Monday, June 10, 2019

A ride, recently: Pleasantly surprised.

Heading to the alpine in June is usually an exercise in patience while postholing through snowdrifts.  More often it means tucking tail and retreating when the melange of snowslushmud becomes too thick, too sloppy, too unenjoyable, too damaging.

Knowing that the winter past deposited quantities of snow beyond what we think of as "normal", and understanding that spring has likewise been wetter and cooler than expected, Jeny and I lubed the dusty chains on our fatbikes and headed up to ~11k.

What we found shouldn't have surprised us.  At 9k the ground was soft but trees had leafed out and the world felt green, fresh.  At 10k there were few leaves and patchy snow interlaced with fallen limbs and frozen mud.  Above 11k there were few hints of spring as snow 7' deep still covered everything.

The only real hints of spring that I could readily see were this moth -- still alive yet frozen to the surface -- and riotous birdsong hitting us from every direction at once.

Normally we avoid the alpine at this time of year largely because the valley floors are still delightful with reasonable temps and overwhelming wildflower displays.  This year has been different in ways large and small, with the result that the alpine crust remains eminently rideable far beyond its normal time frame.

Early on the surface was frozen hard enough to ride pretty much any tire at any pressure, but within the span of ~3 hours it morphed into silky soft corn.  Consciously and subconsciously you were tuned into the cardinal directions as eastern and southern aspects became loose and challenging while northern and western stayed firm.  I found myself wanting to climb the latter, even aggressively sidehilling as needed, then to cross over and descend the edgeable, carvable former.

Beyond the first 5 minutes we never touched actual trail, opted instead to explore everywhere but: the places we see but cannot get to the rest of the winter.  We quickly tuned in to milking the terrain for advantage -- not unlike riding a skatepark -- where pointing it straight up or straight down was a waste of energy and momentum.  Pumping and carving contours gave the best bang for the buck, the most smiles per mile.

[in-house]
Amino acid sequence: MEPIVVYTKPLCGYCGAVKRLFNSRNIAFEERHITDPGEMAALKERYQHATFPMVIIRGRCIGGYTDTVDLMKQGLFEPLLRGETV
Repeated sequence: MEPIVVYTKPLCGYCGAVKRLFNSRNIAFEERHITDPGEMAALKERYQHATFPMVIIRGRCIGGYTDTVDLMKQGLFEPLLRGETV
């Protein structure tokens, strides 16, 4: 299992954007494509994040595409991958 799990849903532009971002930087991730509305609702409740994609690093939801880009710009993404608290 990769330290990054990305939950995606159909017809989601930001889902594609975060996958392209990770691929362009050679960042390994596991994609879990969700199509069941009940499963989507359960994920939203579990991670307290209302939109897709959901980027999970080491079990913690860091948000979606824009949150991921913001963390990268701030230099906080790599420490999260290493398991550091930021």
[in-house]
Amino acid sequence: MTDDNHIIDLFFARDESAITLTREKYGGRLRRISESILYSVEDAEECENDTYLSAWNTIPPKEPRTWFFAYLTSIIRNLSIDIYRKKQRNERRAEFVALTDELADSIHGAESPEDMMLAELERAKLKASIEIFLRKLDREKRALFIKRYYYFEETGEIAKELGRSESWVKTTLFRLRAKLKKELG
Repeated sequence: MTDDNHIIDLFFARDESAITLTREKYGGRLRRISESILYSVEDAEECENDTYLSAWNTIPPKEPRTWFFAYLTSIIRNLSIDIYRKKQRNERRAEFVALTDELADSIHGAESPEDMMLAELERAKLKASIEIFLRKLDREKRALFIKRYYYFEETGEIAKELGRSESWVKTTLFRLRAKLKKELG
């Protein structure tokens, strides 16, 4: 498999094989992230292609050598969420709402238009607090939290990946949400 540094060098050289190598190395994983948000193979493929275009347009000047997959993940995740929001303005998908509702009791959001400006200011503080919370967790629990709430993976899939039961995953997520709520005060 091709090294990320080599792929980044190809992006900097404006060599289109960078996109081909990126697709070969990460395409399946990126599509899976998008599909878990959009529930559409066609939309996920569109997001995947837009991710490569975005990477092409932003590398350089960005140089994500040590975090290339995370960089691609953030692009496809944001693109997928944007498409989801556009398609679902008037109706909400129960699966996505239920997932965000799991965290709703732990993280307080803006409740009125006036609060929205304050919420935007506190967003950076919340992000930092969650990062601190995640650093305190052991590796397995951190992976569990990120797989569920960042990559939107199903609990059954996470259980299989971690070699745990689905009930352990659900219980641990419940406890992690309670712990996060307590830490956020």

With so much rock already exposed and so much sun happening here this time of year, crust season may have been delayed but it is still as ephemeral as ever.  Hope to get back up within the week to savor it at least one more time.

Thanks for checkin' in.

Thursday, May 30, 2019

A ride, recently: Date night.

Summer has not yet arrived and already we find ourselves committed to too many things with not enough time to truly savor them all.  

Activities keep us focused, engaged, motivated, yet we seem to have trouble with the balance part of the equation.  Always wondering how it got to be __ o'clock already, and with so much more to be done...

Thus the need to carve out time for us.  Away from work, screens, friends.  Grab bikes, ditch devices, go.

Even still, time is needed to shed the concerns of the day, to let go of that which still needs to be sorted out by tomorrow.  Have to let go before you can hope to find the rhythm to the ride.  Herky jerky climbing and breathing need to be focused on, until they smooth out.  And then they don't.

At some point, different every time, the scenery and the fact that you're enjoying it with your best friend take over.  Laughs come more easily, nods of appreciation automatic as she points out a trailside curiosity or a distant vista.

On this evening the honey light and abundant colorful flora take center stage.  A near-record winter for precip means the wildflower season has been off the hook.  Feels like the year of the mariposa to me, but that could just be because of the specific loops I've been riding.

Our loop is not ambitious, by design.  The point is to be out, and together, and anything beyond that -- conversation, laughs, stories -- is just gravy.

We finish at dusk, the mood light, the feeling relaxed, then head home for a meal punctuated with strawberries from the garden.

Life is good.

Thanks sweetie.

Tuesday, May 28, 2019

Chasing the desert spring.

Which some might alternately refer to as "fleeing winter".